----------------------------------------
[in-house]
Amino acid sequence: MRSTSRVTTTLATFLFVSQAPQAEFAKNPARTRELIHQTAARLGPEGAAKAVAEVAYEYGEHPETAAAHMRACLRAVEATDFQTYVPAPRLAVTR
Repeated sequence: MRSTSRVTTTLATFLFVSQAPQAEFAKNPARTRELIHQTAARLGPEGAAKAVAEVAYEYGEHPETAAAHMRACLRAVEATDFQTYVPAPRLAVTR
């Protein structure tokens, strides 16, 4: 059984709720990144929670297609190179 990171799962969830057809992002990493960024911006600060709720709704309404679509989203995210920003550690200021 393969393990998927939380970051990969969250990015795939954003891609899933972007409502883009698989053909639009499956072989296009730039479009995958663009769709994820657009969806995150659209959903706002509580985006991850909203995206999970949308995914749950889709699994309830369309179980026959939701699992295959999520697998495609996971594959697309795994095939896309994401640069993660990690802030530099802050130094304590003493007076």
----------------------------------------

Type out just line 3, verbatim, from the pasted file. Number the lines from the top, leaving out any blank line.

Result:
Repeated sequence: MRSTSRVTTTLATFLFVSQAPQAEFAKNPARTRELIHQTAARLGPEGAAKAVAEVAYEYGEHPETAAAHMRACLRAVEATDFQTYVPAPRLAVTR